Monday, August 31, 2009

No Reservations

In general, you can take a trip down to Disney with very little advanced planning. There are those who would argue that your experience is better with planning, and that may be true, but it CAN be done. Last-minute trips happen all the time and are quite successful. However, the main issue you will most likely run into with a last-minute or casually planned trip is dining. Specifically, I'm referring to Table Service meals where you sit down, order food from a waitperson, and leave a tip at the end of the experience. And it's worth it to experience at least one of these restaurants while you are there. Disney knows how to do food. Some restaurants are quite exquisite and even the worst of the lot are still a worthwhile experience.

Disney does not take official "reservations." What I mean is they don't hold a specific table for you at a specific time. What they do instead is take a "Priority Seating" call, where you are essentially holding your place in line for a restaurant at a given time. This process is very similar in appearance to a reservation, but you do usually have to wait 5-10 minutes between the time you check in at the podium and when you are seated. This is similar to when you call Outback at home before you leave, holding your place in line so that by the time you get there, you only have a short wait for the next available table.

The catch here is that you make your call to hold your spot 90 days in advance. And on October 27, 2009, that window becomes even larger. You will be able to call 180 days before your checkin date. If you are "math-challenged" like myself, that's about six months in advance. If you are "planning-challenged" like myself, you will find this more than frustrating. While it's true that you are not REQUIRED to call 180 days in advance, you will find that thanks to offers of free dining and other incentives through the year, you will have trouble holding a spot in line at your top restaurant choices if you do not.

The Disney slang term for these "reservations that are not reservations" is ADR -- short for Advanced Dining Reservation. (See? They even call it a "reservation" just to confuse you.) The suggested strategy to ensure you get to eat where you want is to call exactly 90 days (or 180 starting on October 27) at 7am when the phone lines open with your list ready. This means that you are expected to have thought out which parks you will be in on which days of your trip and what food you might like to ingest on those days.

If you sense that I am biased against the large time frame that reservations are open, you are right. Personally, I am more of a spur-of-the-moment traveler. But I do understand not everyone is like that and I certainly can plan ahead when called upon to do it. If you feel strongly about where you'd like to eat and (most importantly) what time, here is how to prepare:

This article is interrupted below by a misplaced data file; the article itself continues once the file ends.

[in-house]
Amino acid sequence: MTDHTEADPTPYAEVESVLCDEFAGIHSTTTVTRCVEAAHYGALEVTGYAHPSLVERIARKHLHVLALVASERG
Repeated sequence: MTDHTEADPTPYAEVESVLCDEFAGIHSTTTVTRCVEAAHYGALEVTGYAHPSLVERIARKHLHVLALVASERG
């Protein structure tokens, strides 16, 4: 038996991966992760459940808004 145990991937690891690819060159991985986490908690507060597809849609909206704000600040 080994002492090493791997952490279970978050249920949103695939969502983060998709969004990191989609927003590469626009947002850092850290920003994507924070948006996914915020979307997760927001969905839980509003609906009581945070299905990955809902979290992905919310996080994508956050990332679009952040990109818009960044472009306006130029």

• Plan your days in general. - Where will you be on which day and which restaurants will be closest to you? You can also reverse this... choosing your restaurants, then planning where you will be around that. You need to take park hours into consideration when you do this, especially if you like to dine late and travel in the cooler months, as the parks close earlier. We'll discuss how to map out your days in a future post, if you are at a loss as to where to begin.
  • Choose your restaurants and dining times, along with second choices. - Keep your plan open. When I call, I have a general time in mind such as "We'd like to get the earliest reservation available for lunch" or "We want to eat as close to 7:30 pm as possible." And if the only lunch reservation is at 2pm, know if you are willing to take it. The younger your kids, the less flexibility you might have. But remember, there are plenty of snacks around the World, so a late lunch is doable and frees you up to visit attractions while most people are eating a meal.
  • Call Disney Dining (407-WDW-DINE) at 7am exactly 90 (or 180) days before your checkin date. - There is an online reservation system now, but I don't recommend using it; especially if this is your first or second trip. Talking to a person is far more flexible and they can "poke around" to look for times better than the online system. If you wish to explore online ADRs, the website is

    Disney's online registration system - ©2009 Disney

  • Remain flexible. - You can change your ADRs as time goes by, but it will be harder and harder to get exactly what you want. With Disney's frequent offers for free dining plans, more people are crowding into restaurants they normally wouldn't try, making it harder to come by exactly the time and place you want.

For those like me who really dislike planning so far in advance, has created a fabulous chart that tells you which restaurants book faster than others and which ones are likely to have priority seating available right up to when you are ready to eat. This way you can easily see that if you REALLY want to eat at Le Cellier in the Canada pavilion in Epcot (which I highly recommend doing), you want to plan that out. But maybe you can wait another month or so before mapping out the rest of your food experiences. I am hopeful they will update this chart once the 180-day window has been implemented for long enough to capture good data, but I still expect it will give you a generally accurate idea of where you need to book early even after they move to the 180-day window.

Table Service restaurants have always been a very special part of our trips to Disney. Although the ADR system can seem a bit much for a new traveler, the payoff is worth it. The ADR system has its flaws, but overall, it will help ensure you spend your time eating your meal and enjoying the restaurant rather than waiting in a lobby outside for your table. Bon appetite!


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